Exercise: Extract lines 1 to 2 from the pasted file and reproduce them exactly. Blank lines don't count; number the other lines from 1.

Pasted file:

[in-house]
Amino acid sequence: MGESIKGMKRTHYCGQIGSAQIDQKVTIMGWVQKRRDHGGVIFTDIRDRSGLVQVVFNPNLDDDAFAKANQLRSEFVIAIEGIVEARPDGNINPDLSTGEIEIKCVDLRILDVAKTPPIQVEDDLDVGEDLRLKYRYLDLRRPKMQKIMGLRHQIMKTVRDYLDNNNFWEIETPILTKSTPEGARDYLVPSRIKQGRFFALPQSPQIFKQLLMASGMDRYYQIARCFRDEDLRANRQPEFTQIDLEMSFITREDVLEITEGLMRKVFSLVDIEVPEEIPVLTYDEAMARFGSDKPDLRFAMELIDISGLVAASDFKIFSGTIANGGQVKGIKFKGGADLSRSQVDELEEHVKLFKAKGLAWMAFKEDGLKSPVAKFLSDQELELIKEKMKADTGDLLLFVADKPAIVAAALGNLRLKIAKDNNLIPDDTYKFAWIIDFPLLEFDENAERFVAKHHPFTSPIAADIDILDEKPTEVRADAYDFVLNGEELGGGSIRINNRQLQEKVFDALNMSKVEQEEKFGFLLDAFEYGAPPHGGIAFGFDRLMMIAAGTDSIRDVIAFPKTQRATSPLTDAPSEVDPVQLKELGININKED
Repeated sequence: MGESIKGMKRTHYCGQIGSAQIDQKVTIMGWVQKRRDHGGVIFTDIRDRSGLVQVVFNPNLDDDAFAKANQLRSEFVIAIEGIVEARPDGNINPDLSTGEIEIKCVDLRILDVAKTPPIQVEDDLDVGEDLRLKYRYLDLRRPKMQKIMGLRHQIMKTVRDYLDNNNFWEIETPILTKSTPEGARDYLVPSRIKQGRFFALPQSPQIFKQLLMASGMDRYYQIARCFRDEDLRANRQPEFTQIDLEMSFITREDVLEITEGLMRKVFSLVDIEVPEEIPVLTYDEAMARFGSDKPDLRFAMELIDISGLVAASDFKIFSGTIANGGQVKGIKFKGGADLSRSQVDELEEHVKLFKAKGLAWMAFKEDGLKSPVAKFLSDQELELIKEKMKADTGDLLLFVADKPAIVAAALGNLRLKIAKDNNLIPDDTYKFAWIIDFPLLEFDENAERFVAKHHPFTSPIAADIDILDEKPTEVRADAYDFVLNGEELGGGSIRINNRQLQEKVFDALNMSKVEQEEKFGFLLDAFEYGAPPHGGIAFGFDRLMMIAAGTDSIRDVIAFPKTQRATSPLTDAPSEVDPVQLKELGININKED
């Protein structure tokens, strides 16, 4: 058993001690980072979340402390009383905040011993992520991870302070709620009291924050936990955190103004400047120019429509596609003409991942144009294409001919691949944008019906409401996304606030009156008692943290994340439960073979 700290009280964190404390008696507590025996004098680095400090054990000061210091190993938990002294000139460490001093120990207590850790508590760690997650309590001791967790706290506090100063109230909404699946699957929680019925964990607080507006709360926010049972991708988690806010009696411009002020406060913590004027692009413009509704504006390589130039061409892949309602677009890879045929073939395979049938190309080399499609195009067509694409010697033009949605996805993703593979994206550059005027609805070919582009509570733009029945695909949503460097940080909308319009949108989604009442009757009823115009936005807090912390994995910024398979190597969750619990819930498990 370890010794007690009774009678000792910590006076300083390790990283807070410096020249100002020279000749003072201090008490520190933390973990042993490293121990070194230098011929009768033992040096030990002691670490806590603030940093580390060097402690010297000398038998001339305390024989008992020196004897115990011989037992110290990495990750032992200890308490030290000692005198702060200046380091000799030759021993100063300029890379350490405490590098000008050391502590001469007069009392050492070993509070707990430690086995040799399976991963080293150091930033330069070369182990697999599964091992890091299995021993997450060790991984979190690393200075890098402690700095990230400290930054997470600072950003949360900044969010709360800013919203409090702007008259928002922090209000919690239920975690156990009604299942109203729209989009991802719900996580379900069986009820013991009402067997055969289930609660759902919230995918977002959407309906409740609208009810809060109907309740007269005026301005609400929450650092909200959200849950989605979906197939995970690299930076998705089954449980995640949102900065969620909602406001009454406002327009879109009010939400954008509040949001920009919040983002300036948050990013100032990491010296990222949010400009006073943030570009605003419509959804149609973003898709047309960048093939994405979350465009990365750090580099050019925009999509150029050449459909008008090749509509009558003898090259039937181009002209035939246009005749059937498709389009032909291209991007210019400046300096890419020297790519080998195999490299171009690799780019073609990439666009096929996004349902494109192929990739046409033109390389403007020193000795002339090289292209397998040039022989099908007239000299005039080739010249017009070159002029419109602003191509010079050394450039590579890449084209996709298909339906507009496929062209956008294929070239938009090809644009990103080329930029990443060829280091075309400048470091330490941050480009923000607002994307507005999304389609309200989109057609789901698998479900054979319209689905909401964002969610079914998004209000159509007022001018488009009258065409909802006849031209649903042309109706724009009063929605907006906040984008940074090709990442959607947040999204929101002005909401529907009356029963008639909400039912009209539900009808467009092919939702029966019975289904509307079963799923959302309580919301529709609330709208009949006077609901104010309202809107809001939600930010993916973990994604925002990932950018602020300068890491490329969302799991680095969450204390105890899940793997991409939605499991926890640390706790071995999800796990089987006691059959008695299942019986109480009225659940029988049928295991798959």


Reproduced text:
[in-house]
Amino acid sequence: MGESIKGMKRTHYCGQIGSAQIDQKVTIMGWVQKRRDHGGVIFTDIRDRSGLVQVVFNPNLDDDAFAKANQLRSEFVIAIEGIVEARPDGNINPDLSTGEIEIKCVDLRILDVAKTPPIQVEDDLDVGEDLRLKYRYLDLRRPKMQKIMGLRHQIMKTVRDYLDNNNFWEIETPILTKSTPEGARDYLVPSRIKQGRFFALPQSPQIFKQLLMASGMDRYYQIARCFRDEDLRANRQPEFTQIDLEMSFITREDVLEITEGLMRKVFSLVDIEVPEEIPVLTYDEAMARFGSDKPDLRFAMELIDISGLVAASDFKIFSGTIANGGQVKGIKFKGGADLSRSQVDELEEHVKLFKAKGLAWMAFKEDGLKSPVAKFLSDQELELIKEKMKADTGDLLLFVADKPAIVAAALGNLRLKIAKDNNLIPDDTYKFAWIIDFPLLEFDENAERFVAKHHPFTSPIAADIDILDEKPTEVRADAYDFVLNGEELGGGSIRINNRQLQEKVFDALNMSKVEQEEKFGFLLDAFEYGAPPHGGIAFGFDRLMMIAAGTDSIRDVIAFPKTQRATSPLTDAPSEVDPVQLKELGININKED